For decades, the Turkish government and the minority Kurdish population have maintained tense relations. Over the past several months, these tensions have grown, as the Turkish government has shared its considerations of launching a series of military offensives against the Syrian Kurds. If the military offensive goes ahead, it will profoundly impact the minority group, especially Kurdish women.

In late September, Turkish President Recep Tayyip Erdogan met with Russian President Vladimir Putin to carve out a joint strategy for traversing the ongoing conflict in Syria. After the meeting, the Turkish government threatened to carry out military operations in northern Syria against the Syrian Kurdish population if ongoing diplomatic dialogues with the United States and Russia fail. The Turkish regime would use the proposed attack to capture the city of Tel Rifaat and the town of Kobane, a city controlled by Kurdish-majority, People’s Protection Units (YPG). The Turkish government considers the YPG a terrorist organization as it supports the Kurdistan Workers’ Party (PKK). The Russian government is currently in talks with the Kurdistan-led Syrian Democratic Forces (SDF), encouraging the group to withdraw its troops from the Turkish border to avoid violence. 

If the Turkish government moves ahead with its military plans, it could have significant implications for the safety and security of the Kurds in Syria. The Turkish government has already carried out three military campaigns against the Kurdish population in Syria: Operations Euphrates Shield in 2016, Olive Branch in 2018, and Peace Spring in 2019. These violent campaigns forced dozens of Kurdish locals to flee their homes. Additionally, on the ground, reports indicate that Syrian Kurds in the city of Afrin, which was invaded and occupied during the 2018 operation, were often the target of civilian kidnapping ploys.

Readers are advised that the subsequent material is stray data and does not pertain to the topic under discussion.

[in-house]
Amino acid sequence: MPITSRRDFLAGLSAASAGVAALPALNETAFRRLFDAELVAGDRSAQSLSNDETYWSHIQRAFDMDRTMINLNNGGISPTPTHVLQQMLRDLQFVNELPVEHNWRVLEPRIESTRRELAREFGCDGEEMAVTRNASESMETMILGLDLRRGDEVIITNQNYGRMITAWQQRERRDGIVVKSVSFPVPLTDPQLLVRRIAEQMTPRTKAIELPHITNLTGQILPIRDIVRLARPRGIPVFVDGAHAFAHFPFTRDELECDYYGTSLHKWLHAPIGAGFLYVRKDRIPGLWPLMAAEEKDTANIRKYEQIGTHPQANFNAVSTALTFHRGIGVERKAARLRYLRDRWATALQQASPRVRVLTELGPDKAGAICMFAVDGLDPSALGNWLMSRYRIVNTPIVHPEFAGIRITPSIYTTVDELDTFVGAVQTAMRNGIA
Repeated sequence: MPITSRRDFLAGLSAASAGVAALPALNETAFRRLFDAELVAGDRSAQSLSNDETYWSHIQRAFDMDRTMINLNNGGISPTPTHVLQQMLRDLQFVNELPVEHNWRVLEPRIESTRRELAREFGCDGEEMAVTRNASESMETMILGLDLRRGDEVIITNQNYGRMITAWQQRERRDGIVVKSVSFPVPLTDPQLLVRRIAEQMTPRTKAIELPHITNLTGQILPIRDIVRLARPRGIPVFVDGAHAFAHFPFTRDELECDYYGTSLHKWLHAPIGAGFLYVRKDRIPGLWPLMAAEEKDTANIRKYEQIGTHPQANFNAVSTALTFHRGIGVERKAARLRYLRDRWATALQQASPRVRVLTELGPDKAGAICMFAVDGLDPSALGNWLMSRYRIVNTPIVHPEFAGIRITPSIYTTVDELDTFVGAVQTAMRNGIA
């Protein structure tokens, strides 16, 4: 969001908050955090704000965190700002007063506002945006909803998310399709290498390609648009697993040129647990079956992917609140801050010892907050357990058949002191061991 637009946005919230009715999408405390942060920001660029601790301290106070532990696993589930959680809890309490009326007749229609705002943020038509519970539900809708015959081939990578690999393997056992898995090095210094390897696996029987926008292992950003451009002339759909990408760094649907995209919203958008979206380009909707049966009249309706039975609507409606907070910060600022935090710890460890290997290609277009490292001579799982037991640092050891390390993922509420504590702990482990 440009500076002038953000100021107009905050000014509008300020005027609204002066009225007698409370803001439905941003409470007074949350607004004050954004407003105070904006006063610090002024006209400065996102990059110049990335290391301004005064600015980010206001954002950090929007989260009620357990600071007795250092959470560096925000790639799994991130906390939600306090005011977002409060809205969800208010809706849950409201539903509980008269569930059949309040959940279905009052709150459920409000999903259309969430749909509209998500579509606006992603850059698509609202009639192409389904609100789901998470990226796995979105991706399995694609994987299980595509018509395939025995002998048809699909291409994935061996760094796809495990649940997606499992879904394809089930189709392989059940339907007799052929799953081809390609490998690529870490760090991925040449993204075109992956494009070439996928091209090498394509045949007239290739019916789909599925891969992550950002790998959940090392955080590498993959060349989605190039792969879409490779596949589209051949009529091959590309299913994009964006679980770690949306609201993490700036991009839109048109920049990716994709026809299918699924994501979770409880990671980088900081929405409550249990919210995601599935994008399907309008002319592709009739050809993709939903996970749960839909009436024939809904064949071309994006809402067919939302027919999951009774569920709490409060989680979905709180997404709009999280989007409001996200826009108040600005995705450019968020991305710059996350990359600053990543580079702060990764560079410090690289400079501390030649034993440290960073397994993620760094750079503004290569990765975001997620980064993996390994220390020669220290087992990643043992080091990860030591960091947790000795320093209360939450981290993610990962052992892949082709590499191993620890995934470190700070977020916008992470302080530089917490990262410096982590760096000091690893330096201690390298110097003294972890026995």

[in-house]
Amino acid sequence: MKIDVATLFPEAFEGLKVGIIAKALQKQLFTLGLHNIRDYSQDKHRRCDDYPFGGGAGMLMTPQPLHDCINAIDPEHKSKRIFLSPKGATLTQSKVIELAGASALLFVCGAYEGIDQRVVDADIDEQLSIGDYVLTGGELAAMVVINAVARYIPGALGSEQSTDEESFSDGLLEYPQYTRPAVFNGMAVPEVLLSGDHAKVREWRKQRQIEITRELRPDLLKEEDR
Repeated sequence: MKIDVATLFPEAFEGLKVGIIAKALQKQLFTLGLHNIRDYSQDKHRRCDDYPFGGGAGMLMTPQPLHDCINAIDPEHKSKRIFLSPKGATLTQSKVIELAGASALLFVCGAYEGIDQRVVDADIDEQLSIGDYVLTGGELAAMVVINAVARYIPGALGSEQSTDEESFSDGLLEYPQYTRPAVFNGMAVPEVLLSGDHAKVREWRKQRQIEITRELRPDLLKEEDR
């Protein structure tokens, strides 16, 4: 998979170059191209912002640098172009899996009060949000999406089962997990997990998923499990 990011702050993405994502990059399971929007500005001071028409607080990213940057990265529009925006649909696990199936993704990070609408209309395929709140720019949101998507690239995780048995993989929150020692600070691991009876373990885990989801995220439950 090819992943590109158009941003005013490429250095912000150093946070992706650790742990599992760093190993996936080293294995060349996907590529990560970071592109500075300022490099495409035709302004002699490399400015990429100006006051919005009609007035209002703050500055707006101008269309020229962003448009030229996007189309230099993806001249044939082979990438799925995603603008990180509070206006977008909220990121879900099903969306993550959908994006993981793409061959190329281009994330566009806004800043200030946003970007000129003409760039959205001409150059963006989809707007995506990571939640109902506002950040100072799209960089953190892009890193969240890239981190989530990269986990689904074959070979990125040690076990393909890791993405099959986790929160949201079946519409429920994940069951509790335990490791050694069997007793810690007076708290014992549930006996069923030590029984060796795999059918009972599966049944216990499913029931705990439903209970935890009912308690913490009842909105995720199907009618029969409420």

Further, the UN-mandated Independent International Commission of Inquiry on Syria found that the Turkish military operations have radically impacted the daily experience of Kurdish women. According to the Commission’s findings, Kurdish women are routinely subject to sexual violence, harassment, torture, and rape. Additionally, Shiler Sido, a prominent Kurdish activist, has noted that Kurdish women suffer from lower iron levels in their blood due to malnutrition. The consequences of this lack of nutrients are severe. Some women become infertile and face extensive health issues later in life. The harrowing experiences Kurdish women are enduring are an insult to injury, considering that many, particularly those in the Rojava region, joined the Kurdish armed struggle during previous Turkish military operations, taking up arms to protect their communities. The active participation of women in military conflict offers a stark comparison to other areas of the Middle East, where women typically hold domestic and caretaking roles due to patriarchal societal norms. If the Turkish government commits to its military operation, it will further undermine the safety and health of female Kurds. 

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